Pati Jinich's matzo balls with mushrooms and jalape?os in broth.
Pati Jinich's matzo balls with mushrooms and jalape?os in broth.Ellen Silverman




COOKING TIME: 30 minutes

MAKE AHEAD: The soup can be made up to 3 days ahead, covered, and refrigerated.

This is a Mexican rendition of matzo ball soup, with jalapeños sweat­ed along with mushrooms, adding subtle heat to the broth. The mush­room base is easy to make. It’s a wonderful way to dress up chicken soup for the holidays or for entertaining. My maternal grandmother used to season her matzo balls with nutmeg and a bit of parsley. I add a splash of toasted sesame oil too. Her secret ingredient for making them fluffy was a dash of sparkling water. She used mushrooms of all sorts in the soup, but she was moderate in her use of chiles. In honor of my late grandfather, who was obsessed with chiles, I add a lot more to this soup than she would have.

1 cup matzo ball mix (or two 2-ounce packages)

2 tablespoons finely chopped flat-leaf parsley

¼ teaspoon freshly grated nutmeg

Kosher or sea salt

4 large eggs

8 tablespoons canola or safflower oil

2 tablespoons toasted sesame oil

2 tablespoons sparkling water

½ cup finely chopped white onion

1 garlic clove, finely chopped

2 jalapeño chiles, finely chopped (seeded if desired) or to taste

8 ounces white and/or baby bella (cremini) mushrooms, trimmed, cleaned, and thin­ly sliced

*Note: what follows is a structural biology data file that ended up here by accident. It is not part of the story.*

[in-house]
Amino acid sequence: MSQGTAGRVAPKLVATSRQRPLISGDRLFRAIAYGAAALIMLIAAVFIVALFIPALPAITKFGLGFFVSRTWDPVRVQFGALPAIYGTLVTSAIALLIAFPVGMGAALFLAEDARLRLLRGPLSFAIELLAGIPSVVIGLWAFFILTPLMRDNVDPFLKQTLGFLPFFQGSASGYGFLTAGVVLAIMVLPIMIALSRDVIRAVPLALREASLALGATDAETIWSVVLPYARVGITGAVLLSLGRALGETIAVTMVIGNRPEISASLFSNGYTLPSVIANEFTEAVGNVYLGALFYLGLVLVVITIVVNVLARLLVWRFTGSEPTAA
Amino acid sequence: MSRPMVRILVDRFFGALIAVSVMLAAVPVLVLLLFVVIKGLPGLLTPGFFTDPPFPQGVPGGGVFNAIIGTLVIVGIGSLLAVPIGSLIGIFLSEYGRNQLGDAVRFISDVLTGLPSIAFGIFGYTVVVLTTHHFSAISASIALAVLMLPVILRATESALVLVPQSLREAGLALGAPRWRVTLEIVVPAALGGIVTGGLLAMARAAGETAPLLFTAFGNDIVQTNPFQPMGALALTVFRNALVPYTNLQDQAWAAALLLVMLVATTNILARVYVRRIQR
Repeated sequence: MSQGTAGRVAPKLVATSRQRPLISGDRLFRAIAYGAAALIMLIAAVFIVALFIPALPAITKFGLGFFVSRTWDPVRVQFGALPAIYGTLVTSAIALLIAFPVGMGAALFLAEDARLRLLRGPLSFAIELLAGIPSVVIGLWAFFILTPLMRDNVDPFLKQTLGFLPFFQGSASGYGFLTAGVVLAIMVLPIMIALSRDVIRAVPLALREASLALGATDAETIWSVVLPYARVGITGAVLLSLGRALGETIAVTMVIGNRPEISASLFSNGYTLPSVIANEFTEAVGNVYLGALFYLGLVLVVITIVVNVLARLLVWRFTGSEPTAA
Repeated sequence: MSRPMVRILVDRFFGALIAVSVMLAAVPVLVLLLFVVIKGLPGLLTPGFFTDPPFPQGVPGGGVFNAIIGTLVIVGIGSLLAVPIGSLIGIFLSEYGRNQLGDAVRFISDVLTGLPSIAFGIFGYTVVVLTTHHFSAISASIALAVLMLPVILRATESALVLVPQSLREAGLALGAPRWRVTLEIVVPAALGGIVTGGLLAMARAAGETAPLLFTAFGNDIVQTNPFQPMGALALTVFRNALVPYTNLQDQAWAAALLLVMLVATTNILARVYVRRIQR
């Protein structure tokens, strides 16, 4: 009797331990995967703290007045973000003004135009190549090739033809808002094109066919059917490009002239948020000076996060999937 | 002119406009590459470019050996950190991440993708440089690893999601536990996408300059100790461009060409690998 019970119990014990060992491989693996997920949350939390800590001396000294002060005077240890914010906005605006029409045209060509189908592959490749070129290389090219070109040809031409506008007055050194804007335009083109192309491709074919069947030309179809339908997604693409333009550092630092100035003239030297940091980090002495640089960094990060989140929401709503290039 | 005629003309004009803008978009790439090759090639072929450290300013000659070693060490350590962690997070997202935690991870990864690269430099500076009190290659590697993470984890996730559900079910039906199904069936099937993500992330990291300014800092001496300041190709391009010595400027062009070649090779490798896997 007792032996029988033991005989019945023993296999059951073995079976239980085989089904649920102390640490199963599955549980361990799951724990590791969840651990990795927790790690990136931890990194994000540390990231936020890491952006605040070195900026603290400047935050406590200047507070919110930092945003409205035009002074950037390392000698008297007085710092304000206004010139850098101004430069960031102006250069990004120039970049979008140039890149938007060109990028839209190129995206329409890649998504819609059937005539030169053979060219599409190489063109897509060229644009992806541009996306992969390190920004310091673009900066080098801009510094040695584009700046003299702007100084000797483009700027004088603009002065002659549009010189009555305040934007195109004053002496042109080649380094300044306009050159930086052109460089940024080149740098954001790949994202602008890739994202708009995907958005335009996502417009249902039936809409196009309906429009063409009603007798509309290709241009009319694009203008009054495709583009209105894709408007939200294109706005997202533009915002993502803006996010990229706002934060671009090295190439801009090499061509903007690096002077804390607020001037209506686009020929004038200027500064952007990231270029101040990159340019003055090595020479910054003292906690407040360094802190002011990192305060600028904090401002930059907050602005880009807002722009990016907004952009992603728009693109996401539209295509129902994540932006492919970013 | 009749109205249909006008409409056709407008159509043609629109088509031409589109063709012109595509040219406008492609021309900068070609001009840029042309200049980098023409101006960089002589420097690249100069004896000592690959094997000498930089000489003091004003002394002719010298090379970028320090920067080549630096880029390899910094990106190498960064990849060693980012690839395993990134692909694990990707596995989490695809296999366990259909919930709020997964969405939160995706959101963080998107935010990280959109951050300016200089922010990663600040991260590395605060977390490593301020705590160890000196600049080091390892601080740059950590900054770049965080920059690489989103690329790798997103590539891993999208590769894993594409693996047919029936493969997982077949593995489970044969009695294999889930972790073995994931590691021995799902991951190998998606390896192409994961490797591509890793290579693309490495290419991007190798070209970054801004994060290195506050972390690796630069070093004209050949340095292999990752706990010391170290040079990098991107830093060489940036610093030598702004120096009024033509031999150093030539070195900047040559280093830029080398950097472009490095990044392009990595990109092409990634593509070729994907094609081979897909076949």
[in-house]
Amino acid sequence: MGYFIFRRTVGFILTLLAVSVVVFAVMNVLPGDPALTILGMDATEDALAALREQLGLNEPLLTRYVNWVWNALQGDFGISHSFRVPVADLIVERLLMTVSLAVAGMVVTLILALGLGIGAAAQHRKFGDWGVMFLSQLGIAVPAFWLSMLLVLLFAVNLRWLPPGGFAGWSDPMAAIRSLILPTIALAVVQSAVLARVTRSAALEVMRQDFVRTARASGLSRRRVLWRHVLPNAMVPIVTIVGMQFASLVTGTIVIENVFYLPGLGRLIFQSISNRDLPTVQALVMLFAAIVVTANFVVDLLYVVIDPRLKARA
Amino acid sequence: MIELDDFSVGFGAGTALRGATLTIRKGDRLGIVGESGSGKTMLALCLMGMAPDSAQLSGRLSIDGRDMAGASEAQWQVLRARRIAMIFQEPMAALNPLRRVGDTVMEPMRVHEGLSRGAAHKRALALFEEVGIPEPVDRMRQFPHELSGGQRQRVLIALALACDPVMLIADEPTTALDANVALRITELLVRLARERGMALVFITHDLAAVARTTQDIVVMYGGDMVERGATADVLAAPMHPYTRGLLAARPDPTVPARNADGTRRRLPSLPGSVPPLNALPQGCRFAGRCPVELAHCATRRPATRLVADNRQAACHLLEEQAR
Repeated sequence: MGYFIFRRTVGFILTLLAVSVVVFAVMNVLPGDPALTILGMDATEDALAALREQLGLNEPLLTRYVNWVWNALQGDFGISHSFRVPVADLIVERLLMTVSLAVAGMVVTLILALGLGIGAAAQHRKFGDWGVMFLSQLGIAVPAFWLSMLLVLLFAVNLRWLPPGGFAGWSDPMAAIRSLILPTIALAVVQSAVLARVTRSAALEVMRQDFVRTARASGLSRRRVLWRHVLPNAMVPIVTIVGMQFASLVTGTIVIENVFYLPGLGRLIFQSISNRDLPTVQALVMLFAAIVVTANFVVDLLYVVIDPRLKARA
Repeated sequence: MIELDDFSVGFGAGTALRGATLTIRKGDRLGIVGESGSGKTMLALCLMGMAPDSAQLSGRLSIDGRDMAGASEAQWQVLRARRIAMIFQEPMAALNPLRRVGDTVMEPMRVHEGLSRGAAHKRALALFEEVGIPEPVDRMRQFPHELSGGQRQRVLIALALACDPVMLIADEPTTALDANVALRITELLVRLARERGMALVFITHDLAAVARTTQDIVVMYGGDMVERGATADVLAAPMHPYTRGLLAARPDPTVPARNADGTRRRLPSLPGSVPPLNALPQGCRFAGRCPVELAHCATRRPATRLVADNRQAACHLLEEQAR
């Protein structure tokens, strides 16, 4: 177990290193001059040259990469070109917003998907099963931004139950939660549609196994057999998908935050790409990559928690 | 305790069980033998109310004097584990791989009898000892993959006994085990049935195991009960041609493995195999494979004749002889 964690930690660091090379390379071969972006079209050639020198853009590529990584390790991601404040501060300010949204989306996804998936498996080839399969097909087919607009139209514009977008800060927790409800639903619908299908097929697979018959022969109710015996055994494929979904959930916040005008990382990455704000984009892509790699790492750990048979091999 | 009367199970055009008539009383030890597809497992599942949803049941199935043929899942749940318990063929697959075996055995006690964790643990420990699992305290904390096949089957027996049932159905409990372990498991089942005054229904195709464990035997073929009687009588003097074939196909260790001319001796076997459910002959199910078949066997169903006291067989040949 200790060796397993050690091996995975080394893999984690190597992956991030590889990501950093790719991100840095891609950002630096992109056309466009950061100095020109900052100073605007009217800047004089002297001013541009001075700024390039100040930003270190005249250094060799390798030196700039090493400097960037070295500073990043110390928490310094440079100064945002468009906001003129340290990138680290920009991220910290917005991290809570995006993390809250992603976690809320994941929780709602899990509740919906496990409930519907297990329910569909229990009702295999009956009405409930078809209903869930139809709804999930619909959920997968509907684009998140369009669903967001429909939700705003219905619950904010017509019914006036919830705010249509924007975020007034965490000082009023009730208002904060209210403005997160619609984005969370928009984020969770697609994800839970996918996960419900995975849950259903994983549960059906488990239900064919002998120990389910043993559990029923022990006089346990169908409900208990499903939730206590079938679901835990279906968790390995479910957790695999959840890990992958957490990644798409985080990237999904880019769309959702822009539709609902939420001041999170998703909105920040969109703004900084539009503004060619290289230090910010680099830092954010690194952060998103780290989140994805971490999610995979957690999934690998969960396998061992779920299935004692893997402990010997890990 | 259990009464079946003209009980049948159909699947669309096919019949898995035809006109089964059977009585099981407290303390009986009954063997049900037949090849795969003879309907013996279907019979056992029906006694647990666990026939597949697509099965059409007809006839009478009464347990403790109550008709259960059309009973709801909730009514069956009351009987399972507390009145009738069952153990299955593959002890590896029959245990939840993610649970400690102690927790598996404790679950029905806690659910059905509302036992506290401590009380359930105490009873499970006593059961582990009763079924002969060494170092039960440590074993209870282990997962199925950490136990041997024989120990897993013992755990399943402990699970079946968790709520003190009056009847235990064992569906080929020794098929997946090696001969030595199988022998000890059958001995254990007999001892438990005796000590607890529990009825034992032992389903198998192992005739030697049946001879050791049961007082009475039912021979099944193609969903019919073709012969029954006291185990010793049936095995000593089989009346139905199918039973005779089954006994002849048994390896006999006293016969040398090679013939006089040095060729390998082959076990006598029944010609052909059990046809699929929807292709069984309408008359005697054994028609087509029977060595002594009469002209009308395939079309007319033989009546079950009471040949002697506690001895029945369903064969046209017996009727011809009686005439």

8 cups chicken broth, homemade (page 40) or store-bought

  1. In a large bowl, combine the matzo ball mix, parsley, nutmeg, and ¾ teaspoon salt. In another small bowl, lightly beat the eggs with 6 ta­blespoons of the canola oil and the sesame oil. Fold the beaten eggs into the matzo ball mixture with a rubber spatula. Add the sparkling water and mix until well combined. Cover and refrigerate for at least 30 minutes.
  2. Heat the remaining 2 tablespoons oil in a large pot over medium heat. Add the onion, garlic, and chiles and cook, stirring, for 4 to 5 minutes, until they have softened a bit. Stir in the mushrooms and ¾ teaspoon salt, cover, and steam the mushrooms for 6 to 8 minutes. Remove the lid and cook uncovered until the liquid in the pot evaporates. Add the chick­en broth and bring to a simmer. Taste and adjust the seasonings.
  3. Meanwhile, when ready to cook the matzo balls, bring about 3 quarts salted water to a rolling boil in a large pot over high heat. Reduce the heat to medium and keep at a steady simmer. With wet hands, shape the matzo ball mix into 1- to 1½-inch balls and gently drop them into the water. Reduce the heat to low, cover, and simmer for 25 to 30 minutes, until the matzo balls are completely cooked and have puffed up. Remove with a slotted spoon and transfer to the soup. Serve.

Text excerpted from Mexican Today, © 2016 by Pati Jinich. Reproduced by permission of Rux Martin Books/HoughtonMifflin Harcourt. All rights reserved.